High Tech High, the operator of a chain of charter schools, has been praised for its innovative teaching methods and high student achievement. The nonprofit company has done so well that it has expanded beyond San Diego, opening schools in other parts of the state.

But one question school board members asked recently is how much of that success should be attributed to the school, and how much to the students that attend it. The question is, does the school tend to attract more successful students in the first place, who would perform well in any school, something known as “creaming.” (Just as the cream is the choicest part that rises to the top of milk, some students also tend to rise of the top, holding all other factors constant.)

A report prepared for the San Diego Unified School District board touches upon this issue, by comparing the student demographics to the rest of district. These demographics are important because research has shown that socioeconomic class, with all other things being equal, is a pretty good indicator of academic achievement.

Consider this table, which suggests that High Tech students tend to generally be whiter than the rest of the district:

In the table below, “ELL” refers to the percentage of students who are English learners (and thus tend to test lower) and “SPED” refers to the percentage who are special-education students. High Tech High tends to have fewer of each than the rest of the district. The number of kids who receive free or reduced lunches is also a pretty good proxy for socioeconomic status.

To avoid creaming, state law requires charter schools to create a system of admissions that results in a student population that is roughly representative of the entire district. High Tech High, as most of the charters in San Diego, uses a lottery system. (Certain students — for example, those with parents who work for the company or whose siblings went to a High Tech campus — receive priority enrollment.) The lottery system was one of the concerns about the Mission Valley charter approved last month.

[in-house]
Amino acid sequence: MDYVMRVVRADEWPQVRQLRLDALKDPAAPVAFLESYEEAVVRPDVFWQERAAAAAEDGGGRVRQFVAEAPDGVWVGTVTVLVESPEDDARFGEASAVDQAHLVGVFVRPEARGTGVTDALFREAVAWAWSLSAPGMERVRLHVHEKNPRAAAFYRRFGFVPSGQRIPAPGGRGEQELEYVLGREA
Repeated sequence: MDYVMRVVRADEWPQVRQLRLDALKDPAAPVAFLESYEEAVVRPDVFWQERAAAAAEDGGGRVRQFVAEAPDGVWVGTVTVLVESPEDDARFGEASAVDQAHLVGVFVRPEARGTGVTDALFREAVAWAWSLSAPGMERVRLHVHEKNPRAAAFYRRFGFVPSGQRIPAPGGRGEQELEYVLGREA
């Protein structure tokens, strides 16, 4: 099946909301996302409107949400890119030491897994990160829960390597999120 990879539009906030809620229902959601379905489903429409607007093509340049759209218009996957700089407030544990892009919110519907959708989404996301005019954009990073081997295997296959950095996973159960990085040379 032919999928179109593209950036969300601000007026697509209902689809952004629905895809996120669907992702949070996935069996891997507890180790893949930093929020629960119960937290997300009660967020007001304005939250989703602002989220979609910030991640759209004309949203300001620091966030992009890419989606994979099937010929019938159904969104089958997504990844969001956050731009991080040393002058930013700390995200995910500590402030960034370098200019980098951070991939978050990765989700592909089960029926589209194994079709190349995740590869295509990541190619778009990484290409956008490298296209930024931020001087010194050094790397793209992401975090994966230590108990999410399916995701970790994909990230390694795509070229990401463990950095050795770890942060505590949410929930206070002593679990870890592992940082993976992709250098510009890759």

But another issue is transportation. Inner-city kids may not be going to High Tech High in proportional numbers because they simply have no way to get there, as the chain currently does not provide any busing options. High Tech High did rent some buses a few years ago, paid for by a federal grant, but the program stopped when the grant ran out.

Speaking before the school board last month, representatives of the company said they were working hard to recruit a more diverse student body. They also said they would love to provide buses, but that the cost of servicing the current debt on the school facilities built to house the High Tech High campuses currently leave it no money for a busing service.

VLADIMIR KOGAN

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